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I'm quite new to 3D CAD and printing. I own a Dremel 3D45 and I use FreeCad / Ultimaker Cura as softwares.

My question is pretty simple. Say you have to make one object with a pin and another with a hole. They should be coupled together. Of course if you set the diameters of the pin and the hole equal the won't fit!

Right now I'm setting the hole larger of 0.2 mm and the pin smaller of 0.2 mm. This allow a quite good coupling (not so hard but with some resistance).

I guess this tolerance (0.4 mm in my example) depends on a lot of variables: 3D printer settings, material, etc... so it may change using different setup.

How to correctly handle this?

Should I add a variable in my CAD spreadsheet and use it to change the nominal diameter of the coupling items?

I don't think so, but anyway: is there a settings in Ultimaker Cura that allow to compensate an hole or a pin by a specified amount?

Any other suggestion is gladly accepted.

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3 Answers 3

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I guess this tolerance (0.4 mm in my example) depends on a lot of variables: 3D printer settings, material, etc... so it may change using different setup.

Tolerances required depend on the geometry you're printing. A hole that is horizontal, vertical, or diagonal will need different tolerance (as I found out in a project that used the same steel dowel pins in three different orientations). And, vertical holes and pins are different from flat-sided shapes: the plastic will be pulled toward the center of a curve, so diameters come out small (and more so for holes since there's no material further inward to resist the movement).

That said, I think you can expect that the distortions of printing are fairly consistent, if your printer is functioning well. I have a Prusa i3 MK3S, and I have printed many parts other people have designed, and when those parts have been designed carefully, I almost always get very good fits between parts. So, my experience suggests that models do not necessarily need tuning for specific printers.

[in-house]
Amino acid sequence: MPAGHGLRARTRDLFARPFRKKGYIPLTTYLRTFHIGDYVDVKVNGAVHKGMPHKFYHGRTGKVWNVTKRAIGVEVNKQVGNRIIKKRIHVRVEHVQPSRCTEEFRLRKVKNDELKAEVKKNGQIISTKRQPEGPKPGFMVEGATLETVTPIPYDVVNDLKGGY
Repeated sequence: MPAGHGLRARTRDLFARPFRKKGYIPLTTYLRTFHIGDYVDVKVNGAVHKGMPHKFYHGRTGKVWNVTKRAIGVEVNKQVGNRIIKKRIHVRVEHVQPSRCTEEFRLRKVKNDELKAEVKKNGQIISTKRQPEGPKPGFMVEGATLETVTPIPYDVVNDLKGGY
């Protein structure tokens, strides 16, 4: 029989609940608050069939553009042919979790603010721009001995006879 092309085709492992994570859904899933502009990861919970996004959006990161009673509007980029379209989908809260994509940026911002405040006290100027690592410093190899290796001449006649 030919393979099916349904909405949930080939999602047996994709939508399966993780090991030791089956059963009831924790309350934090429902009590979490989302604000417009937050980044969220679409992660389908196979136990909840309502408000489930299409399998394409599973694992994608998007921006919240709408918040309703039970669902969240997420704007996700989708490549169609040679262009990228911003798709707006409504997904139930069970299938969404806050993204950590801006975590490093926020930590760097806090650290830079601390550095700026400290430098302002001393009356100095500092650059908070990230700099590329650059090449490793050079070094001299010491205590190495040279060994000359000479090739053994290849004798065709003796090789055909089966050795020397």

Should I add a variable in my CAD spreadsheet and use it to change the nominal diameter of the coupling items?

Yes. If nothing else, this allows you to define how the two parts should fit together separately for the printing error. Use separate numbers for different shapes/fits, so that you can adjust one without messing up another.

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  • $\begingroup$ It may also help to design a calibration part with either a tapered hole or a tapered pin, and then fit check, and measure where it gets stuck. Then you have some clue what your actual tolerances are. $\endgroup$
    – user10489
    Aug 2, 2022 at 4:57
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Once you understand how the parts will need to fit together to meet their purpose, you will need to define allowances on your parts in order to create clearance between them.

You will need to understand your printer's capabilities and accuracy by printing some test parts and measuring them. Tolerance is the amount of variation from the specified dimension that is acceptable on a part.

If your printer isn't accurate enough to achieve the tolerances specified on the part, you'll have to find some way to improve the parts so that they are within tolerance. Often this is done as a finishing step: filing, sanding, or grinding an oversized printed part; drilling out an undersized hole; etc. You should also consider other options: buy a more accurate resin printer, redesign the part to make the pin out of a commercially available metal rod or tube, pay someone else to make the parts for you, etc.

Armed with this information you can "design for manufacturing". That means you alter the design of your parts enough so they can be successfully produced with the tooling available to you.

I just posted a little Q&A that discusses this very topic of the difference between allowances and tolerances, and ways to achieve that.

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I guess this tolerance (0.4 mm in my example) depends on a lot of variables: 3D printer settings, material, etc... so it may change using different setup.

Yes, this is true, you need to find out for yourself on your rig. Fine tune the printer. Note that filament also shrinks, although some less than others.

Once you figured it out, you can address the tolerance in the CAD design. E.g. I used to print with a material that has a lot of shrinkage, once you established the level of shrinkage, I scaled the complete model accordingly.

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